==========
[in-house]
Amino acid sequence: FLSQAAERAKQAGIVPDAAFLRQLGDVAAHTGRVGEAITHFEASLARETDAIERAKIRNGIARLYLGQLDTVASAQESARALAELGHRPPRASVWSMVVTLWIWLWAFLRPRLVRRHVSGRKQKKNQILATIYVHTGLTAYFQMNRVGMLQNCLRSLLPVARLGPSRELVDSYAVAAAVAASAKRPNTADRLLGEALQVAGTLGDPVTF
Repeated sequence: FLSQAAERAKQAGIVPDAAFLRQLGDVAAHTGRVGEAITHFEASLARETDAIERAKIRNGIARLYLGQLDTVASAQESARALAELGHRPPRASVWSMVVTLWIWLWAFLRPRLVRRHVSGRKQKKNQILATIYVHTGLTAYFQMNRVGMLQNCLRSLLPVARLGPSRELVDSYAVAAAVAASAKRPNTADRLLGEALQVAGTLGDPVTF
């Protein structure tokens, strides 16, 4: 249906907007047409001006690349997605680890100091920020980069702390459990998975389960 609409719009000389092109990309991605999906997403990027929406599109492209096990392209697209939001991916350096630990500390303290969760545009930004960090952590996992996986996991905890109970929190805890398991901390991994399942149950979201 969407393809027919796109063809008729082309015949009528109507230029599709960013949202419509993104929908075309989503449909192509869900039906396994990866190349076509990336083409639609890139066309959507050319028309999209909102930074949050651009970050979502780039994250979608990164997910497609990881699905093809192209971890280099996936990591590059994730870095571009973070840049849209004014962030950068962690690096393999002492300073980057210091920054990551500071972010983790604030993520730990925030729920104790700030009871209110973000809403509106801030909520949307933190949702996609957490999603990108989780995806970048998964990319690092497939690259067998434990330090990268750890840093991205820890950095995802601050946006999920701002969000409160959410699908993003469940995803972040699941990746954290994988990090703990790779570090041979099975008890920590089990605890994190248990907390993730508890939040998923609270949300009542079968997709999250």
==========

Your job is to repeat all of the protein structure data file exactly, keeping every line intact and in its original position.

[in-house]
Amino acid sequence: FLSQAAERAKQAGIVPDAAFLRQLGDVAAHTGRVGEAITHFEASLARETDAIERAKIRNGIARLYLGQLDTVASAQESARALAELGHRPPRASVWSMVVTLWIWLWAFLRPRLVRRHVSGRKQKKNQILATIYVHTGLTAYFQMNRVGMLQNCLRSLLPVARLGPSRELVDSYAVAAAVAASAKRPNTADRLLGEALQVAGTLGDPVTF
Repeated sequence: FLSQAAERAKQAGIVPDAAFLRQLGDVAAHTGRVGEAITHFEASLARETDAIERAKIRNGIARLYLGQLDTVASAQESARALAELGHRPPRASVWSMVVTLWIWLWAFLRPRLVRRHVSGRKQKKNQILATIYVHTGLTAYFQMNRVGMLQNCLRSLLPVARLGPSRELVDSYAVAAAVAASAKRPNTADRLLGEALQVAGTLGDPVTF
């Protein structure tokens, strides 16, 4: 249906907007047409001006690349997605680890100091920020980069702390459990998975389960 609409719009000389092109990309991605999906997403990027929406599109492209096990392209697209939001991916350096630990500390303290969760545009930004960090952590996992996986996991905890109970929190805890398991901390991994399942149950979201 969407393809027919796109063809008729082309015949009528109507230029599709960013949202419509993104929908075309989503449909192509869900039906396994990866190349076509990336083409639609890139066309959507050319028309999209909102930074949050651009970050979502780039994250979608990164997910497609990881699905093809192209971890280099996936990591590059994730870095571009973070840049849209004014962030950068962690690096393999002492300073980057210091920054990551500071972010983790604030993520730990925030729920104790700030009871209110973000809403509106801030909520949307933190949702996609957490999603990108989780995806970048998964990319690092497939690259067998434990330090990268750890840093991205820890950095995802601050946006999920701002969000409160959410699908993003469940995803972040699941990746954290994988990090703990790779570090041979099975008890920590089990605890994190248990907390993730508890939040998923609270949300009542079968997709999250």